To uncompress files you’ll need to open the zipped file, copy it to another file (expanding it enroute), then close your source and target files.  Three different calls from lz32.dll: LZOpenFile, LZCopy, and LZClose.  PInvoke means you need to reference those calls with DllImport statements:

[DllImport("lz32.dll", EntryPoint = "LZOpenFile", SetLastError = true,

    CharSet = CharSet.Ansi)]

public static extern int LZOpenFileA(

    string lpszFile,

    [Out, MarshalAs(UnmanagedType.LPStruct)] OFSTRUCT lpOf,

    int mode);



public static extern int LZCopy(int hfSource, int hfDest);



public static extern int LZClose(int hfFile);

A couple things about the first call, LZOpenFileA: The CharSet declaration makes sure that the unmanaged code gets things correctly marshalled from the CLR’s native Unicode over to the unmanaged world’s ANSI.  Secondly, the OFSTRUCT structure in the Win32 world needs defining as a .NET class in our world:


public class OFSTRUCT


    public const int OFS_MAXPATHNAME = 128;

    public byte cBytes;

    public byte fFixedDisc;

    public UInt16 nErrCode;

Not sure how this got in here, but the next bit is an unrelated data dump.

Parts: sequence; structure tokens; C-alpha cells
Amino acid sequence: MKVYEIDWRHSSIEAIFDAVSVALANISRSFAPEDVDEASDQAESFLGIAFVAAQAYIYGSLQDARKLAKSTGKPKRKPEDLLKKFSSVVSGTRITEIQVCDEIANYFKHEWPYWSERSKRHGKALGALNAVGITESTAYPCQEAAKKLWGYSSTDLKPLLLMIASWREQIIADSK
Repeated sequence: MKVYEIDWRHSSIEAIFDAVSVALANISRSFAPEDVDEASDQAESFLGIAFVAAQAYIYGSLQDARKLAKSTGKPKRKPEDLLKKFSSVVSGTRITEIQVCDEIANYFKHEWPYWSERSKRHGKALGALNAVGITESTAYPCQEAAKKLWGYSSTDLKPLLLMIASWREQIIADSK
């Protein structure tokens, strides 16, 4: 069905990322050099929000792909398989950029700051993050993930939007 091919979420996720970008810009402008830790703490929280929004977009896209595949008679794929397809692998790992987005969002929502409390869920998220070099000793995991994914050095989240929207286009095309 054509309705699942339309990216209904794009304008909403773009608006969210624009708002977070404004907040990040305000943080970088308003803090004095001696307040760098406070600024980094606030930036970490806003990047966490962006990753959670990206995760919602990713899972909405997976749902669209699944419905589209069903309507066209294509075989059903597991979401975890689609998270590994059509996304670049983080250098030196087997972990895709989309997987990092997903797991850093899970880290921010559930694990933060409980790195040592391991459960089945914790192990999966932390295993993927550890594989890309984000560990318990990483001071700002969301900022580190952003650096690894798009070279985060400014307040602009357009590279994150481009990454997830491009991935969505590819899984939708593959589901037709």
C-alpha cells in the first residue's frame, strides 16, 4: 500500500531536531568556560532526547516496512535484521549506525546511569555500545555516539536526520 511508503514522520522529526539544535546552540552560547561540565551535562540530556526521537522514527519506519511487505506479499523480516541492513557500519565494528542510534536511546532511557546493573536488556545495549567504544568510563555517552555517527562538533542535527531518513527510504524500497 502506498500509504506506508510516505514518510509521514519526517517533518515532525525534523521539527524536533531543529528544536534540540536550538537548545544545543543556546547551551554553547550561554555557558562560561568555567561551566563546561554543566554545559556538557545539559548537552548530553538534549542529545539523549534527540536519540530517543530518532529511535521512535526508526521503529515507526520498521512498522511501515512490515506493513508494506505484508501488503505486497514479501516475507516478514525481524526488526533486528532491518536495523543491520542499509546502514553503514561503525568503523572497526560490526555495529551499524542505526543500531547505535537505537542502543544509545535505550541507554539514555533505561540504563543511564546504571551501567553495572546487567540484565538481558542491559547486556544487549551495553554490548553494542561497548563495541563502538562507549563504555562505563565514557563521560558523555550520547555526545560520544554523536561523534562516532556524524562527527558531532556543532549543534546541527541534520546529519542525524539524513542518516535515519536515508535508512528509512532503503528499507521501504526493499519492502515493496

public UInt16 Reserved1;

    public UInt16 Reserved2;

    [MarshalAs(UnmanagedType.ByValTStr, SizeConst=OFS_MAXPATHNAME)]

    public string szPathName;


The string szPathName gets some MarshalAs love to deal with the transition from managed to unmanaged code.

Finally, we’ll set a couple constants for the mode we’re opening the files in:

private const int OF_READ = 0x0;

private const int OF_CREATE = 0x1000;

Now the code to actually deal with the calls:

public static string ExpandLZCompressedToTempFile(FileInfo file)


    OFSTRUCT sourceStruct = new OFSTRUCT();


    int handleSource = 0;

    int handleTarget = 0;

    string tmpFile = "";


    handleSource = LZOpenFileA(file.FullName, sourceStruct, OF_READ);

    OFSTRUCT targetStruct = new OFSTRUCT();

    tmpFile = FileSystem.GetTempFileName();

    handleTarget = LZOpenFileA(tmpFile, targetStruct, OF_CREATE);


    LZCopy(handleSource, handleTarget);





    return tmpFile;


I’ll use another method to read the expanded file and stream that into a GZip-compressed format since that’s supported in .NET’s managed world.

Check out Natty Gur’s article on Code Project if you’re interested in some very, very deep PInvoke details.  His article solved a couple issues for me, but is written about sharing and caching data between processes using some interesting trickery. 

Tuesday, September 11, 2007

Visual Studio Tip of the Day

If you’re not reading it already, hop over to Sara Ford’s blog and subscribe PDQ.  She’s got an ongoing series of daily tips for VS 2005/2008.  There’s a lot of serious gold therein!

Saturday, September 08, 2007

Extreme Model-View-Presenter

ARCast has a very interesting three-part series on Presenter-First development.  There’s a lot of thought-prevoking discussion on breaking out responsibilities in a MVP pattern approached from the presenter first.  Mocks, interfaces, single responsibility principle, adapters, and an interesting take on what they see as the model.